Time lapse of Brock Commons Tallwood House construction
The innovative mass timber-hybrid structural system developed for Brock Commons Tallwood House is economically viable, repeatable and adaptable to other building types and uses.
Brock Commons Tallwood House is a mass timber hybrid student residence at The University of British Columbia (UBC), which at 18 storeys was the world’s tallest contemporary wood building at the time of construction.
Brock Commons consists of a 17-storey mass timber hybrid superstructure atop a one-storey concrete podium with two full-height concrete cores that house elevators, stairs and service conduits. The roof is made of prefabricated sections of steel beams and metal decking.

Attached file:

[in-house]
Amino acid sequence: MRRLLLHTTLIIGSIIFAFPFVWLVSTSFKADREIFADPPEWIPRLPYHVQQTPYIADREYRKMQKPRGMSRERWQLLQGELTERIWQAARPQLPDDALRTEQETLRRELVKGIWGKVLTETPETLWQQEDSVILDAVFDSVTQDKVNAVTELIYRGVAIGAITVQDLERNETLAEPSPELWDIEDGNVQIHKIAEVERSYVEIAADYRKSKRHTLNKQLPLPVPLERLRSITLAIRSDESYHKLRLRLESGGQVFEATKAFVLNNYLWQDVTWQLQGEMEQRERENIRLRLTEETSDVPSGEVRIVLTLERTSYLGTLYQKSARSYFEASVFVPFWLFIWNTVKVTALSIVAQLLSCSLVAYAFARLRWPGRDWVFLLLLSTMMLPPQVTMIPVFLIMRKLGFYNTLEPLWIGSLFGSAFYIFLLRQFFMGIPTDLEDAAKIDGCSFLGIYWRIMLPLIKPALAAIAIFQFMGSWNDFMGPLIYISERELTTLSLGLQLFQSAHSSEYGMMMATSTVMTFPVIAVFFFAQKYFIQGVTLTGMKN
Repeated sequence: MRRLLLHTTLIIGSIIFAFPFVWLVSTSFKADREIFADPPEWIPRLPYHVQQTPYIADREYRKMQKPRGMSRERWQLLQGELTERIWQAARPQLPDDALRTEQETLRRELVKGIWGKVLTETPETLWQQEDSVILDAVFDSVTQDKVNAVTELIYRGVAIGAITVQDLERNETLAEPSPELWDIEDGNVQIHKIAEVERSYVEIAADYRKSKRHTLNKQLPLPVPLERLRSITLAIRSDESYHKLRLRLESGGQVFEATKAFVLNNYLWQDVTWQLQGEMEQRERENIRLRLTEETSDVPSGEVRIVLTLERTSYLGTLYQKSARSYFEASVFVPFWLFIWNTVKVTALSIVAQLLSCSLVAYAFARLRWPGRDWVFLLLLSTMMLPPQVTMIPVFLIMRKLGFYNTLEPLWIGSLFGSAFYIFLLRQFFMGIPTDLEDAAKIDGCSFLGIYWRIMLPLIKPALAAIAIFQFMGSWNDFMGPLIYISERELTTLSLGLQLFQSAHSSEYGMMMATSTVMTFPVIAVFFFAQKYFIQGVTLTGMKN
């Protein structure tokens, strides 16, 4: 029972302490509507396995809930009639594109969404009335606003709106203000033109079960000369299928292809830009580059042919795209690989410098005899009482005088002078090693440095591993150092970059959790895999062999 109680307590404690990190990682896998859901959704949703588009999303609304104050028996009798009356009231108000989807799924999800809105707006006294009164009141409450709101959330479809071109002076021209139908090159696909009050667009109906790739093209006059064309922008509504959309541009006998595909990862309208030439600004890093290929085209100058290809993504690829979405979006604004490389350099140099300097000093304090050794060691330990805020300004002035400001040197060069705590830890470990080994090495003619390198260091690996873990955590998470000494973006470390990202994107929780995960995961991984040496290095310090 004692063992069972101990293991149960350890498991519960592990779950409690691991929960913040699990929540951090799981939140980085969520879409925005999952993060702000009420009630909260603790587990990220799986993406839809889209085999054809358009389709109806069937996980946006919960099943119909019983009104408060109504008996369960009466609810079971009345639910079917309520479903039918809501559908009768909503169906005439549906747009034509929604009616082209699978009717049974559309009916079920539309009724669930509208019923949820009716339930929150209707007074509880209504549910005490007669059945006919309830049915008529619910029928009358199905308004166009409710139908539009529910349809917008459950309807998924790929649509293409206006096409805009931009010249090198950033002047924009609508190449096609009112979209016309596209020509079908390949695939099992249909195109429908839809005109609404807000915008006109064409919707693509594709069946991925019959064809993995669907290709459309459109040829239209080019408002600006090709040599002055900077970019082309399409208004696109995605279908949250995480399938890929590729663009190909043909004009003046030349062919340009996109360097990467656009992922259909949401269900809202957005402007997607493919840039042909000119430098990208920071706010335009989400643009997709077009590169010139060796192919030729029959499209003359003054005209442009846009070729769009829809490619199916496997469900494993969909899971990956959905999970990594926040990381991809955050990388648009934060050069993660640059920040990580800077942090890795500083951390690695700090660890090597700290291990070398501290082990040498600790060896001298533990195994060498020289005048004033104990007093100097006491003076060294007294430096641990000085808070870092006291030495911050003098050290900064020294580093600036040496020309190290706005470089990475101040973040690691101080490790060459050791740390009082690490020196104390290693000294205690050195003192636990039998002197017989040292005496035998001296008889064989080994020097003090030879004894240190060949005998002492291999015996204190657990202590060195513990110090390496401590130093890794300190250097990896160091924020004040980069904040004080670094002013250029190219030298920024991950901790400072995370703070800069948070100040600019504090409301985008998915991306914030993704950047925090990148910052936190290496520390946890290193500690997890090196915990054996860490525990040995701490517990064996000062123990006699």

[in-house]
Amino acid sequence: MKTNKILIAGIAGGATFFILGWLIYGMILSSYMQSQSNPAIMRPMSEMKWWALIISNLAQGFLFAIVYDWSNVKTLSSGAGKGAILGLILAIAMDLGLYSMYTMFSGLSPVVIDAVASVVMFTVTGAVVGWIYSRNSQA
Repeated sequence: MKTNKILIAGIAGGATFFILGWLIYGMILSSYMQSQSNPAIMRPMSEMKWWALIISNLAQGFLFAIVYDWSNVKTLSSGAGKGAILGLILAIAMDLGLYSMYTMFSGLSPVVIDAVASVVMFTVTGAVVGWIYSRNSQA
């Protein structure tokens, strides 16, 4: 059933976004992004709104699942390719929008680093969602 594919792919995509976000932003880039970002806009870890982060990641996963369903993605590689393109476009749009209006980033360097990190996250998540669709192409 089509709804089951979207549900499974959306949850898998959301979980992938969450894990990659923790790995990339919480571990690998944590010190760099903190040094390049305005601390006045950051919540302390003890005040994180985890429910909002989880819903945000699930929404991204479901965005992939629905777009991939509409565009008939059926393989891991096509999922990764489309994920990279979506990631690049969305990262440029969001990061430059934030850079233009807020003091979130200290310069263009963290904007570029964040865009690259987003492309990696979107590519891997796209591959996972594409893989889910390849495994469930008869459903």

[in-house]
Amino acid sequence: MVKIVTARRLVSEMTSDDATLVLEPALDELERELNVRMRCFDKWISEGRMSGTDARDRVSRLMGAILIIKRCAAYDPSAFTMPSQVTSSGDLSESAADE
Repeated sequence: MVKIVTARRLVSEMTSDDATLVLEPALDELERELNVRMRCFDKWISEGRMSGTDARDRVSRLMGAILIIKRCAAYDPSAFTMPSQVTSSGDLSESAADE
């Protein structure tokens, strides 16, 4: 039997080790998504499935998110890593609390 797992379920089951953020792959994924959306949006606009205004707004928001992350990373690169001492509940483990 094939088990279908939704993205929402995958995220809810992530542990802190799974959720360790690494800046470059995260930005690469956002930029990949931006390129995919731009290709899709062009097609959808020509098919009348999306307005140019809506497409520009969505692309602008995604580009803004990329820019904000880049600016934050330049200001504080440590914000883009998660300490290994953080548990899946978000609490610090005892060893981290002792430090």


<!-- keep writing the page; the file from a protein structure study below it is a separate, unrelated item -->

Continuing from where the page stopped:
It accommodates 404 students in 272 studios and 33 four-bedroom units. Social and study spaces are located on the ground floor for student residents and commuter students, as well as a lounge on the 18th floor where the mass timber structure is left exposed.
The estimated avoided and sequestered greenhouse gases from the wood used in the building is equivalent to removing 511 cars off the road for a year. The total carbon dioxide equivalent avoided by using wood products over other materials in the building is more than 2,432 metric tonnes. This is estimated by the Wood Carbon Calculator for Buildings, based on research by Sathre, R. and J. O’Connor, 2010, A Synthesis of Research on Wood Products and Greenhouse Gas Impacts, FPInnovations (this relates to carbon stored and avoided GHG).